COVID-19's toll on more than 1,000 Mississippi's chicken plant employees
This article by Alissa Zhu was produced as a project for the Dennis A. Hunt Fund for Health Journalism, a program of the USC Annenberg Center for Health Journalism’s 2020 National Fellowship.
Her other stories include:
Promotoras' a lifeline for the undocumented, sick and scared through COVID
How racism, rural living and COVID-19 created deadly conditions for a chicken plant worker
In mid-April, an employee at one of the chicken processing plants in Mississippi’s poultry capital of Scott County noticed two coworkers showed up sick, one complaining about a headache and shortness of breath.
At that point — about one month after Mississippi announced its first confirmed case of COVID-19 and outbreaks at meatpacking plants across the country began to make headlines — his company had not yet taken precautions against the pandemic, said the worker, who asked not to be named out of fear of losing his job.
He began to feel sick himself and tested positive for COVID-19 a few days later. He had to take more than three weeks of unpaid leave as he battled the virus alone at home. His temperature got so high he said he felt like he “could have exploded.” He didn’t eat for 10 days. He could barely breathe.
“I was so afraid to die alone,” he said in Spanish. “My only wish was to see my family (in Mexico), to forgive me for not being able to see them …. I was sad about dying alone without anybody noticing.”
The worker is among more than 1,200 Mississippi chicken plant employees who contracted COVID-19 since the onset of the pandemic, according to data obtained from the Mississippi State Department of Health. At least eight workers died from complications due to the virus, according to the health department.
While the state’s top health official says there’s little evidence of significant spread at chicken processing facilities, some employees and workers' rights advocates disagree.
Advocates say poultry companies prioritized profit over people and didn’t implement protective measures against the coronavirus until the pandemic began to take a dire toll on workers, who are overwhelmingly Black or Latino, and work in grueling conditions for little pay.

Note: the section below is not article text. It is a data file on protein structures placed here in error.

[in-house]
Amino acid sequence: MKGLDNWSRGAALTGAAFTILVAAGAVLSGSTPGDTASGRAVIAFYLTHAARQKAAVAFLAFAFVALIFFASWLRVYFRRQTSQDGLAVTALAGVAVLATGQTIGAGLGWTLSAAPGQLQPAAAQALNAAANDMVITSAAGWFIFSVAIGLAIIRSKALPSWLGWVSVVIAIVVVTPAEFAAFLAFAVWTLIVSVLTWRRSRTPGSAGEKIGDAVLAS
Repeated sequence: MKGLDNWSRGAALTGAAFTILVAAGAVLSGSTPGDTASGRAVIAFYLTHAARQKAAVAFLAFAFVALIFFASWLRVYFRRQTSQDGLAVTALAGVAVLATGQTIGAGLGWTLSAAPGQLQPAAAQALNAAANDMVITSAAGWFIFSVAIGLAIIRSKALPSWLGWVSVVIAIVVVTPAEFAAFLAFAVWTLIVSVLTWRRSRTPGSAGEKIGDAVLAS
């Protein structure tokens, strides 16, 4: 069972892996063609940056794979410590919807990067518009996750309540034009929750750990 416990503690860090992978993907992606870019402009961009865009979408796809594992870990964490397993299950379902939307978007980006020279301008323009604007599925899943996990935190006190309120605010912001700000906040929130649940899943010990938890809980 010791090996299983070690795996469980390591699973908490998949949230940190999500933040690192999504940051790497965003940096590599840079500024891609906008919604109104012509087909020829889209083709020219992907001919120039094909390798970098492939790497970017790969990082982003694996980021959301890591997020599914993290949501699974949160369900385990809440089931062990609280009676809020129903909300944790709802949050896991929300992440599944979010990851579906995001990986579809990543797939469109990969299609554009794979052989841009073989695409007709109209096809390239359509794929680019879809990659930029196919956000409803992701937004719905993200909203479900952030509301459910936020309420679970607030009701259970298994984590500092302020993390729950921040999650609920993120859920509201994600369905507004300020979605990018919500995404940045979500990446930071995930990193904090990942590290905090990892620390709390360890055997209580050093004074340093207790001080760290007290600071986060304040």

Chicken companies said their top priority is the health and safety of their workers and that they have implemented safety measures that meet or exceed guidelines from the Centers for Disease Control and Prevention and the Occupational Safety and Health Administration.
In Scott County — where poultry powerhouses Koch Foods, Peco Foods and Tyson operate processing facilities — the health department recorded 438 COVID-19 cases among chicken plant workers through Nov. 17. That’s equivalent to three poultry plant worker cases for every ten COVID-19 cases in the entire county.
“We’ve seen all across the U.S. these factories are super dangerous,” said Jessica Manrriquez, deputy director of the Immigrant Alliance for Justice and Equity of Mississippi. “Not in terms of just the normal work they have to do. During the pandemic, these places are breeding grounds for folks getting sick with the virus.”
How much transmission happened in plants?
State Health Officer Dr. Thomas Dobbs has said there’s little evidence to show that significant transmission happened in the facilities while people were at work. He said it’s more likely that sick employees were exposed to COVID-19 at home or while carpooling to work.
“When we had these outbreaks we actually sent nurses into each chicken plant to investigate and understand what was going on,” Dobbs said. “And what we would learn pretty commonly (is) that it would be four people who were roommates in a house, but on a (factory) floor they were separated by great distances.”
However, Julia Solorzano, attorney with the Southern Poverty Law Center, said it’s “outrageous” to think that workers are contracting the virus at home and not at work. At chicken processing plants, social distancing is difficult, if not impossible to maintain. Plus, attendance policies and a lack of sick leave incentivized employees to go to work even while ill, she said.
“They’re blaming the victims of this pandemic for living in conditions that their low wages are forcing them to live in,” Solorzano said.